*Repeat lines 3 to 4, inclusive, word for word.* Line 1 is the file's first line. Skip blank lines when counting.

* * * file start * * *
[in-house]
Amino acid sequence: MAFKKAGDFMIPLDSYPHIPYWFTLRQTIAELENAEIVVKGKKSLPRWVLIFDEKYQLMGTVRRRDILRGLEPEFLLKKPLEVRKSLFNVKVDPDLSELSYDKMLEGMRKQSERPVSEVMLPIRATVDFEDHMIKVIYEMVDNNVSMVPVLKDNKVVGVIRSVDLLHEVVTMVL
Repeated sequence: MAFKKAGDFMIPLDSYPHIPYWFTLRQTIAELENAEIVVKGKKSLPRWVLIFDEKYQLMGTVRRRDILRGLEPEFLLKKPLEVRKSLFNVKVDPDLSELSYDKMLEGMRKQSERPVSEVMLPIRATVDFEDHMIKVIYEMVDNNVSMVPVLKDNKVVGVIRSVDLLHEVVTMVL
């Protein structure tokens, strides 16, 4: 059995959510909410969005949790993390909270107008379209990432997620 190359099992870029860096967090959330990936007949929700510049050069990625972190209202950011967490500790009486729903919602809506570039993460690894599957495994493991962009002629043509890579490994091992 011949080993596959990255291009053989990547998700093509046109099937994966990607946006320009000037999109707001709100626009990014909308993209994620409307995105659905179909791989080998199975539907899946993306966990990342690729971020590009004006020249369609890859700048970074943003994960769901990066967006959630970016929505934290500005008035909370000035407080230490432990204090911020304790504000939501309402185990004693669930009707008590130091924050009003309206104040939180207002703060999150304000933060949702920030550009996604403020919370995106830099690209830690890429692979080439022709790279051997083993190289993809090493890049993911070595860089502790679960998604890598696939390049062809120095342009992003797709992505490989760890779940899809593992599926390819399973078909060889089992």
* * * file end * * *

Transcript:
Repeated sequence: MAFKKAGDFMIPLDSYPHIPYWFTLRQTIAELENAEIVVKGKKSLPRWVLIFDEKYQLMGTVRRRDILRGLEPEFLLKKPLEVRKSLFNVKVDPDLSELSYDKMLEGMRKQSERPVSEVMLPIRATVDFEDHMIKVIYEMVDNNVSMVPVLKDNKVVGVIRSVDLLHEVVTMVL
């Protein structure tokens, strides 16, 4: 059995959510909410969005949790993390909270107008379209990432997620 190359099992870029860096967090959330990936007949929700510049050069990625972190209202950011967490500790009486729903919602809506570039993460690894599957495994493991962009002629043509890579490994091992 011949080993596959990255291009053989990547998700093509046109099937994966990607946006320009000037999109707001709100626009990014909308993209994620409307995105659905179909791989080998199975539907899946993306966990990342690729971020590009004006020249369609890859700048970074943003994960769901990066967006959630970016929505934290500005008035909370000035407080230490432990204090911020304790504000939501309402185990004693669930009707008590130091924050009003309206104040939180207002703060999150304000933060949702920030550009996604403020919370995106830099690209830690890429692979080439022709790279051997083993190289993809090493890049993911070595860089502790679960998604890598696939390049062809120095342009992003797709992505490989760890779940899809593992599926390819399973078909060889089992």